Palestinian Centre for Human Rights
Press Releases, 20 October 2013
Lawyers of the Legal Aid Unit at the Palestinian Centre for Human Rights (PCHR) succeeded in ensuring remedy for the families of 3 Palestinian children, who were killed by Israeli forces in 2001. Following years of legal work and vigorous follow-up, a settlement was concluded with the Israeli Military Prosecution’s representatives to pay NIS166,000 for each family of the victims in exchange for closing the file. Procedures to submit the amounts of money to the families are now in process.
On 30 August 2004, PCHR filed a compensation claim before Gedera District Court for the killing of the 3 children by Israeli forces. Many hearings were held in the past years and PCHR provided evidence to confirm the Israeli forces‘ responsibility for the attack, the most important of which was the appearance of witnesses before the court. Of the witnesses were Tamar Jasinski, the then head of the Committee on the Rights of the Child, and doctors from Physicians for Human Rights and from the Popular Committee against Torture. The Israeli prosecution was obliged as a result to end the file through the abovementioned settlement.
Intensive effort was exercised by PCHR following the attack which resulted in killing the 3 children to prove Israeli forces had been responsible for willfully killing them although the children did not pose any threat to the Israeli soldiers. The Israeli authority kept claiming that the 3 children had been armed.
The attack took place on 30 December when Israeli forces fired a number of artillery shells 2001 at Ahmed Mohammed Banat (15); Mohammed Abdul Rahman al-Madhoun (16); and Mohammed Ahmed Lubbad (17). They are all from al-Sheikh Radwan neighborhood in Gaza city. According to investigations conducted by PCHR at that time, an Israeli tank positioned in the vicinity of „Eli Sinai“ settlement that was located to the north of Beit Lahia, in the northern Gaza Strip, fired 4 artillery shells at an agricultural land in the north of Beit Lahia that is about 1,200 meters to the south of the abovementioned settlement. 30 minutes later, Israeli forces announced they had killed 3 armed Palestinians who attempted to sneak into the settlement. They changed their allegation later and claimed that the 3 persons were trying to plant explosives in the area. However, the official story of Israeli forces stated the 3 persons had carried knives.
The victims‘ names and ages were not identified then, as Israeli forces kept the corpses. At the same time, 3 families from al-Sheikh Radwan neighborhood in Gaza City reported that 3 of their children were missing after they returned from a visit to their friend in Beit Lahia. There were concerns that they would be the victims in the attack.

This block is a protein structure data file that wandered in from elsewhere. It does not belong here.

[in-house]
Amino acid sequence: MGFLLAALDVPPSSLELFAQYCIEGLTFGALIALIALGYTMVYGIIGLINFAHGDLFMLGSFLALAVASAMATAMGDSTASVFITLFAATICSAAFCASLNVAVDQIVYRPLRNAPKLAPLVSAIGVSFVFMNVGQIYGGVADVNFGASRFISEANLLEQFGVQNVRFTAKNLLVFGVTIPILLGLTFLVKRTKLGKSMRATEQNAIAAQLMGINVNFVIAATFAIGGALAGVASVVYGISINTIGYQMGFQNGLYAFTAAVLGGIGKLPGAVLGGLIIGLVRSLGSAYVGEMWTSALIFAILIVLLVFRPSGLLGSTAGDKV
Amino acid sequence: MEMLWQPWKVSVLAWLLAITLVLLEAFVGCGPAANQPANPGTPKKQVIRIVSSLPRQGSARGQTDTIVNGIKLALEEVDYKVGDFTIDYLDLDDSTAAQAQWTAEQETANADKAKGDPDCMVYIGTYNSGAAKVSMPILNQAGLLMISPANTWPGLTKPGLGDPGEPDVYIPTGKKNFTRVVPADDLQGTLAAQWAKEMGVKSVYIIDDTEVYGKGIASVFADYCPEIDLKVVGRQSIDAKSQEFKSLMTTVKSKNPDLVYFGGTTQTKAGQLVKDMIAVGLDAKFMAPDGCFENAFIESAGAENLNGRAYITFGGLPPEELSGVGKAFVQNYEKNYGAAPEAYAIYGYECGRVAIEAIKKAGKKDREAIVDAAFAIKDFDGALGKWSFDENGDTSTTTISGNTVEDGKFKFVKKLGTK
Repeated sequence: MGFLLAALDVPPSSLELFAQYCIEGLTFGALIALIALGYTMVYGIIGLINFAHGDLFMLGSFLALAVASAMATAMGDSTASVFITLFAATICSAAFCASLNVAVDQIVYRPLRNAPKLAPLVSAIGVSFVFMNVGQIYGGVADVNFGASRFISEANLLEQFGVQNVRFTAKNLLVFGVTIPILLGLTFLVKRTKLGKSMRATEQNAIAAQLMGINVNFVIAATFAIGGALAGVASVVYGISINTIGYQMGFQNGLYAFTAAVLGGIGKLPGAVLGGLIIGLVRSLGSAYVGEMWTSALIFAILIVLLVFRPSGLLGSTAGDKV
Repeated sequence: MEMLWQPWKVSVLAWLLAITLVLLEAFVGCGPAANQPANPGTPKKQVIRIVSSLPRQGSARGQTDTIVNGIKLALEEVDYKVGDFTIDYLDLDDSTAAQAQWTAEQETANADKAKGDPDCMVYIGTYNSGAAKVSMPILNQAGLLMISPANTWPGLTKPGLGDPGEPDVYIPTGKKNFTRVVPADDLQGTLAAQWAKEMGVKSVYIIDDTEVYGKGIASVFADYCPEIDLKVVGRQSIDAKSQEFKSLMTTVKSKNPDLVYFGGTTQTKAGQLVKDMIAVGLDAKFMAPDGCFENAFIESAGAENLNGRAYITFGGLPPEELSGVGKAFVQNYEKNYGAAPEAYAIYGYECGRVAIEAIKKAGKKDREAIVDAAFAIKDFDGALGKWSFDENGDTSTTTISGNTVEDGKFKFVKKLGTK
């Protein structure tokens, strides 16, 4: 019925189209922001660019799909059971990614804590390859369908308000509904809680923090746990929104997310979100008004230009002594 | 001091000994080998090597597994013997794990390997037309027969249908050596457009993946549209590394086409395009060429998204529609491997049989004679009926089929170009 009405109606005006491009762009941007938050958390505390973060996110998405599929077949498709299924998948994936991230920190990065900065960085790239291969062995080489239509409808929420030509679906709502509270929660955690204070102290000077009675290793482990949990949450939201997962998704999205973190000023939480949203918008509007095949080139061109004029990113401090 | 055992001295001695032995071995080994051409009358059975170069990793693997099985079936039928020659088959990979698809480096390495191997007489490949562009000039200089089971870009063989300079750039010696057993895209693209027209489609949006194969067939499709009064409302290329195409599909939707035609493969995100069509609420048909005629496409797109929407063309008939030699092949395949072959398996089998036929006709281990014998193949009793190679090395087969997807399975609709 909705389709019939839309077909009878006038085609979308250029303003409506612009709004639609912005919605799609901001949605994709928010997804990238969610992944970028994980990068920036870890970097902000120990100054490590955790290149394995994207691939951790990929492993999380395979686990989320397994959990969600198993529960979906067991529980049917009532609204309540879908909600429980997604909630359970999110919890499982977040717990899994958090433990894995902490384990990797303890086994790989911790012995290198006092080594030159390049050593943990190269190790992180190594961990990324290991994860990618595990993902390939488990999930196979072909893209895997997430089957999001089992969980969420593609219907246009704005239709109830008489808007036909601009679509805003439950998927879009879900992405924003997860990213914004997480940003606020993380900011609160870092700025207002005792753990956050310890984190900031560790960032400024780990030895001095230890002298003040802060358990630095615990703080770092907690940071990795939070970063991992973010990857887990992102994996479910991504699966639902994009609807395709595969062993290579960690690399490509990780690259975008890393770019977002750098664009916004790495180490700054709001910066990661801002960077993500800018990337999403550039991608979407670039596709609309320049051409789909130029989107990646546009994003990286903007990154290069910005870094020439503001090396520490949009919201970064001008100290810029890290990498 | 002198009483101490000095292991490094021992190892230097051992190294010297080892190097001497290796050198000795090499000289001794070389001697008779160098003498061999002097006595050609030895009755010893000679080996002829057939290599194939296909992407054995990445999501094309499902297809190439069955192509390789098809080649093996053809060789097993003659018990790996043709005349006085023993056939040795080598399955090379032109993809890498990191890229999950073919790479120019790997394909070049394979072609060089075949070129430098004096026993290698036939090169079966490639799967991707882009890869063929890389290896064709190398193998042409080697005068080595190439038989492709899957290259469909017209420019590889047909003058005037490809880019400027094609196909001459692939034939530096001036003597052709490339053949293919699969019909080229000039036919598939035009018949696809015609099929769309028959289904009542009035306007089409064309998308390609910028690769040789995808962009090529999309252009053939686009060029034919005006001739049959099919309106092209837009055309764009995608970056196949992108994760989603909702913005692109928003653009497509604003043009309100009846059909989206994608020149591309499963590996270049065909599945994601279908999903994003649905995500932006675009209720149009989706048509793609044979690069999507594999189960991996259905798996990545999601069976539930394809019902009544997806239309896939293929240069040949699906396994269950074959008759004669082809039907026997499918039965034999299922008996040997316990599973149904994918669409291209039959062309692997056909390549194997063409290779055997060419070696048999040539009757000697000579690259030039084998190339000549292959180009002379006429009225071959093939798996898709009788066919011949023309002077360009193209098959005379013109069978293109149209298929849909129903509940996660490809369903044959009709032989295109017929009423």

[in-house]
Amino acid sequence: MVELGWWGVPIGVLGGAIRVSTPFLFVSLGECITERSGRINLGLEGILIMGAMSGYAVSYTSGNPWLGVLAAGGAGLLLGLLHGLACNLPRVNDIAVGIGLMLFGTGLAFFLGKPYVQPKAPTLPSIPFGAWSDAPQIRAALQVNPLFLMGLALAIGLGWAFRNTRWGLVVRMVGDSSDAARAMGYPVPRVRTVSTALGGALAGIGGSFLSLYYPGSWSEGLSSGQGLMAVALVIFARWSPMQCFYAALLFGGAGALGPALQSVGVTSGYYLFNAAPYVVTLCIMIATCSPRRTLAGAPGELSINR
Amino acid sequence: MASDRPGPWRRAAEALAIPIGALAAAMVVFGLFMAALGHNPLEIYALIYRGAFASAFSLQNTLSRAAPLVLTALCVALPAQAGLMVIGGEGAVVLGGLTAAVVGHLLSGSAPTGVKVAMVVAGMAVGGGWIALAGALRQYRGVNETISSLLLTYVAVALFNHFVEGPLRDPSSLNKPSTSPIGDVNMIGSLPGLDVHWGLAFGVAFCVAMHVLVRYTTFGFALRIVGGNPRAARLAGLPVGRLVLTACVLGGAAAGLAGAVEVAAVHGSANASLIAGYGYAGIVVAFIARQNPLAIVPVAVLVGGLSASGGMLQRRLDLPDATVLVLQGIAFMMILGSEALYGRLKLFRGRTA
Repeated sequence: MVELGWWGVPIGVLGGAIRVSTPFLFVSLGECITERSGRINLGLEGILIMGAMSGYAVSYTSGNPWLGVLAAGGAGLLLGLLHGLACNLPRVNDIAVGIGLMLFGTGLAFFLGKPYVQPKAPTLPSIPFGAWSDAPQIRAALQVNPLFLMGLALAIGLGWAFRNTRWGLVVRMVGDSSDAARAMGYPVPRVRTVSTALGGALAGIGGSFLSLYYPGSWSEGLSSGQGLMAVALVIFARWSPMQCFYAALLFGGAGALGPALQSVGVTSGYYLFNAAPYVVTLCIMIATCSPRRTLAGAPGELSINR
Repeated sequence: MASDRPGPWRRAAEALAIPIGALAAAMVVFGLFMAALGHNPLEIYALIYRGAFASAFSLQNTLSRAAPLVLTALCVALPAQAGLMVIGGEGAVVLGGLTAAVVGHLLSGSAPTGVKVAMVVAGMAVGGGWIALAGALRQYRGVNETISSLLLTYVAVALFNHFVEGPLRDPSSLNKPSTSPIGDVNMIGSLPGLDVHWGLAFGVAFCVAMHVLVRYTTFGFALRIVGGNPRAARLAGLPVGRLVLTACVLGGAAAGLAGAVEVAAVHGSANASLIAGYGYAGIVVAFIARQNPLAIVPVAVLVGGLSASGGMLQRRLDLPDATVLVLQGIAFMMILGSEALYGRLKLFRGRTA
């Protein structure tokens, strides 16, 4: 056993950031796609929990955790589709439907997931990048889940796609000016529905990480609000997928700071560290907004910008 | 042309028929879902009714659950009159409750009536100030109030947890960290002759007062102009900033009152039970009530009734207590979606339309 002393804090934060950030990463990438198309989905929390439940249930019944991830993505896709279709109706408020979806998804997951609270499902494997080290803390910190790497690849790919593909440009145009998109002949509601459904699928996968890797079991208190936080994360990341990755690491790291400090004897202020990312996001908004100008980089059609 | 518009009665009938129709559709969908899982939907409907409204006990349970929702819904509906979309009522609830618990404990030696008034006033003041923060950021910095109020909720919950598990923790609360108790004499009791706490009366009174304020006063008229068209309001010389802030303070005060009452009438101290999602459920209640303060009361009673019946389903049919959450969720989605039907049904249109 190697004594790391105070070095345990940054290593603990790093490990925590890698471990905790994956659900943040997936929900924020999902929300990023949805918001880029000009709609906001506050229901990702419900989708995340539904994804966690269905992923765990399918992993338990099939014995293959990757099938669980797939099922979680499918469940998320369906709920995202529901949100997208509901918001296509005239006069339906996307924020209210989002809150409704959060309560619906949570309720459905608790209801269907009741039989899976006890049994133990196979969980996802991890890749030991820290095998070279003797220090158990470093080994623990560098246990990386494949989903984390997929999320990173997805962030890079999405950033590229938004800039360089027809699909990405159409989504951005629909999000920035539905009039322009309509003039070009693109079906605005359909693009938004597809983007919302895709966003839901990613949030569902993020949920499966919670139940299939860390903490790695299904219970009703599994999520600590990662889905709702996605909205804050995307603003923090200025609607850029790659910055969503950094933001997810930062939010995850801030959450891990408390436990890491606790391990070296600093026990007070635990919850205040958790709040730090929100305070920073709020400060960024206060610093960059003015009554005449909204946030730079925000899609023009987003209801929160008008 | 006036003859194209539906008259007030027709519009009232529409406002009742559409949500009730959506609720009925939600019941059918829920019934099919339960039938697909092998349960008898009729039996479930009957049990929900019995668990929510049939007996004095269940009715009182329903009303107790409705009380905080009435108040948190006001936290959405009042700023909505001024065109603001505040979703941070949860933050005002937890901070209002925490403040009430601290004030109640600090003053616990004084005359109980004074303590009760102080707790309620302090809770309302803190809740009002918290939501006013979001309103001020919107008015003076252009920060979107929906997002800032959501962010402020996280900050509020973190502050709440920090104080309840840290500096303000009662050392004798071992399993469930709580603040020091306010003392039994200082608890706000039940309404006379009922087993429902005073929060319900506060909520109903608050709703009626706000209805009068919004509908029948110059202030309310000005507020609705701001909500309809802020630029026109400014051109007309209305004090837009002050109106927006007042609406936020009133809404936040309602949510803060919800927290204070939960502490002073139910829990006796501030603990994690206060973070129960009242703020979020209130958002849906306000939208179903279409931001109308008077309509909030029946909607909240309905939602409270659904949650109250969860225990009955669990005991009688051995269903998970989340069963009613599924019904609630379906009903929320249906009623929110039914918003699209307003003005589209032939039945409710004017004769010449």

On 02 January 2001, PCHR continued following the case and sent a letter to the legal advisor of the Israeli forces demanding him to deliver the 3 corpses to the Palestinian Authority to identify them. PCHR demanded also initiating an investigation in the incident. Although Israeli forces deliver the corpses to the Palestinian Authority on the same day, an investigation was not initiated.
PCHR followed up the case through its lawyer regarding the investigation. Moreover, it had coordination with the Popular Committee against Torture and Physicians for Human Rights after providing them with the facts and results PCHR had in order to exert pressure for the interest of investigating the incident. The Israeli Knesset assigned a session for the case, during which some information was revealed on Israeli forces‘ involvement in willfully killing the children and how a tank drove over one of the corpses.
Along with the legal effort, PCHR followed up the case at the international level via sending letters to John Dugard, the Special Rapporteur on the Situation of Human Rights in the Occupied Palestinian Territory; Asma Jahangir, the UN Special Rapporteur on Extrajudicial Executions; and Olara Otunnu, Representative of the Secretary-General for Children and Armed Conflict. PCHR demanded the international officials to take immediate steps to ensure opening a comprehensive and impartial investigation by an international independent committee.
This is not the first time that PCHR achieves success in regard to efforts to prosecute war criminals via Israeli courts. PCHR had achieved other successes in this field, the latest of which was in September 2012, despite the financial, physical and legal barriers imposed by the Israeli authorities to hinder the Palestinian victims‘ access to justice and judicial remedy.